Basel Committee Issues Final Standard on Capital Treatment of TLAC Holdings

On October 12, 2016, the Basel Committee on Banking Supervision published a final standard (the "Final Standard") on the regulatory capital treatment of holdings by banking organizations--both G-SIBs and non-G-SIBs--of total loss-absorbing capacity ("TLAC") instruments issued by G-SIBs, implementing a provision of the Financial Stability Board's November 2015 TLAC Term Sheet (the "FSB TLAC Term Sheet"). The Final Standard is generally consistent with the Basel Committee's November 2015 consultative document (the "Proposal"). Both address TLAC holdings by building upon the Basel III capital framework's provisions addressing deductions by banking organizations of their holdings of regulatory capital instruments issued by other banking organizations. Those provisions apply a "corresponding deduction approach," generally requiring that holdings of regulatory capital instruments be deducted from the corresponding regulatory capital component of the holder. The Final Standard, like the Proposal, deviates from that approach by requiring that a banking organization's holdings of TLAC instruments that do not otherwise qualify as regulatory capital (for example, senior debt) be deducted from the banking organization's Tier 2 capital.

The Final Standard includes certain modifications from the Proposal in response to industry comments-- most notably to facilitate market-making activities in non-regulatory capital TLAC instruments by introducing an additional threshold below which holdings of those instruments need not be deducted from Tier 2 capital.

The Final Standard will take effect at the same time as the minimum TLAC requirements for each GSIB--that is, January 1, 2019 for investments in G-SIBs other than those headquartered in emerging market economies. Key aspects of the Final Standard are discussed in greater detail below.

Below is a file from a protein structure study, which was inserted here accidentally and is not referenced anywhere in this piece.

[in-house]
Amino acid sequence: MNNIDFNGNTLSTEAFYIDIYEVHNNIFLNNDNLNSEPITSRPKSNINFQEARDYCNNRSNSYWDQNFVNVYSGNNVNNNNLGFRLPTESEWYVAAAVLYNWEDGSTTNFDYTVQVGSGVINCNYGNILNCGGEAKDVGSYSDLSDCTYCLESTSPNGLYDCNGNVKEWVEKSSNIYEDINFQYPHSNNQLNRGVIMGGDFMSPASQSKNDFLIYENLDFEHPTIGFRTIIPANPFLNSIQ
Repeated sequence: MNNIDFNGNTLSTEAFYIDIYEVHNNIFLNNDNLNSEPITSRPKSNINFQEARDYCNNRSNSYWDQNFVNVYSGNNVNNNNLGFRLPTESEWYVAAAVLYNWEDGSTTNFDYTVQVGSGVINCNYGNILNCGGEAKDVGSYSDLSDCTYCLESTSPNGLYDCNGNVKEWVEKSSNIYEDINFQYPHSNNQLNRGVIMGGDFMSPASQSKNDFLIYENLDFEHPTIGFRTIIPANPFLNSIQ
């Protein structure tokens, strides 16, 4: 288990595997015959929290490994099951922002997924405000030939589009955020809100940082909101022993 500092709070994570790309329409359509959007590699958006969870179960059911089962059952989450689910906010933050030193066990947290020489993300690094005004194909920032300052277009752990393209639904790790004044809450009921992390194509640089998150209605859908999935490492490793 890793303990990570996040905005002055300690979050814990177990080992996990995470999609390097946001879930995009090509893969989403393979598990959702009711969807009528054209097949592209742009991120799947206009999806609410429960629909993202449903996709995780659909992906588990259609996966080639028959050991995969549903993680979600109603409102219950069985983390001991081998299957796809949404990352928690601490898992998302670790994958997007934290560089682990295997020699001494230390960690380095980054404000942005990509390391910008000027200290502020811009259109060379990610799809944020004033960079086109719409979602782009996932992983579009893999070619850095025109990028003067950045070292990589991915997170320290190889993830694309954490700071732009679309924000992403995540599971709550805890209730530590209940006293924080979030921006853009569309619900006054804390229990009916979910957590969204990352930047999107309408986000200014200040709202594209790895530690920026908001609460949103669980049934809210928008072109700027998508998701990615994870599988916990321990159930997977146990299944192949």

• The Final Standard retains the Proposal's asymmetric approach requiring deductions from Tier 2 capital.
    • The Final Standard requires banking organizations to deduct holdings of TLAC instruments that do not otherwise qualify as regulatory capital and certain pari passu instruments ("TLAC liabilities") from Tier 2 capital--a category of regulatory capital. As noted above, this approach departs from Basel III's symmetric "like-for-like" corresponding deduction approach for regulatory capital instruments, in which an investing banking organization deducts covered investments in capital securities of an issuing banking organization from the corresponding components of the investing banking organization's own capital stack.
    • The Basel Committee explained that the asymmetric approach to deductions allows for the same treatment for both G-SIBs and non-GIBs (which are not subject to TLAC requirements) and "provid[es] sufficient disincentives for banks to invest in TLAC."
    • In contrast, a G-SIB's holdings of its own TLAC liabilities (including certain liabilities that are not eligible to be recognized as TLAC) must be deducted from the G-SIB's TLAC resources but need not be deducted from its Tier 2 capital.

 

  • The Final Standard includes TLAC liabilities within the 10% threshold under which nonsignificant investments in unconsolidated financial institutions may be risk-weighted (rather than deducted).
    • The current Basel III deduction approach allows a banking organization to risk-weight (rather than deduct) non-significant investments in the capital of unconsolidated financial institutions, up to 10% of the banking organization's common equity. The Final Standard, like the Proposal, includes TLAC liabilities within this 10% threshold, such that the deduction requirement applies both to holdings of TLAC liabilities and to holdings of regulatory capital instruments that, taken together and on a net long basis, exceed 10% of the banking organization's common equity (after applying all other adjustments). Below this 10% threshold, a banking organization may risk-weight (rather than deduct) its holdings of regulatory capital instruments and TLAC liabilities.